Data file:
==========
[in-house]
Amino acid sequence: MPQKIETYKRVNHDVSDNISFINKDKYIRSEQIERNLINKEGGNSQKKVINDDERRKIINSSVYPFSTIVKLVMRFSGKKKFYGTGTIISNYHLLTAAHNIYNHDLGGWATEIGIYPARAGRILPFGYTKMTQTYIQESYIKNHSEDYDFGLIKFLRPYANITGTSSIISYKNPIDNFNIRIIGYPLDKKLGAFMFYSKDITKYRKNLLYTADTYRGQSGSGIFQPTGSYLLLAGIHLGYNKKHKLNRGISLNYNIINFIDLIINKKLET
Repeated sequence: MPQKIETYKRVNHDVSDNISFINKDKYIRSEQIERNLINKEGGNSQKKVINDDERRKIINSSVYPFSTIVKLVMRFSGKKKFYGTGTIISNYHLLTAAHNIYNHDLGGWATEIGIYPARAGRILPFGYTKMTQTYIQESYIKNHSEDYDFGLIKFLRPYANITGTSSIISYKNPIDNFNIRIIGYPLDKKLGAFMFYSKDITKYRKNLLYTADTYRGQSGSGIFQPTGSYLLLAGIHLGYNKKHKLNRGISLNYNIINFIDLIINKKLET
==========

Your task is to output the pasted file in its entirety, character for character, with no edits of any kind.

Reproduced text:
[in-house]
Amino acid sequence: MPQKIETYKRVNHDVSDNISFINKDKYIRSEQIERNLINKEGGNSQKKVINDDERRKIINSSVYPFSTIVKLVMRFSGKKKFYGTGTIISNYHLLTAAHNIYNHDLGGWATEIGIYPARAGRILPFGYTKMTQTYIQESYIKNHSEDYDFGLIKFLRPYANITGTSSIISYKNPIDNFNIRIIGYPLDKKLGAFMFYSKDITKYRKNLLYTADTYRGQSGSGIFQPTGSYLLLAGIHLGYNKKHKLNRGISLNYNIINFIDLIINKKLET
Repeated sequence: MPQKIETYKRVNHDVSDNISFINKDKYIRSEQIERNLINKEGGNSQKKVINDDERRKIINSSVYPFSTIVKLVMRFSGKKKFYGTGTIISNYHLLTAAHNIYNHDLGGWATEIGIYPARAGRILPFGYTKMTQTYIQESYIKNHSEDYDFGLIKFLRPYANITGTSSIISYKNPIDNFNIRIIGYPLDKKLGAFMFYSKDITKYRKNLLYTADTYRGQSGSGIFQPTGSYLLLAGIHLGYNKKHKLNRGISLNYNIINFIDLIINKKLET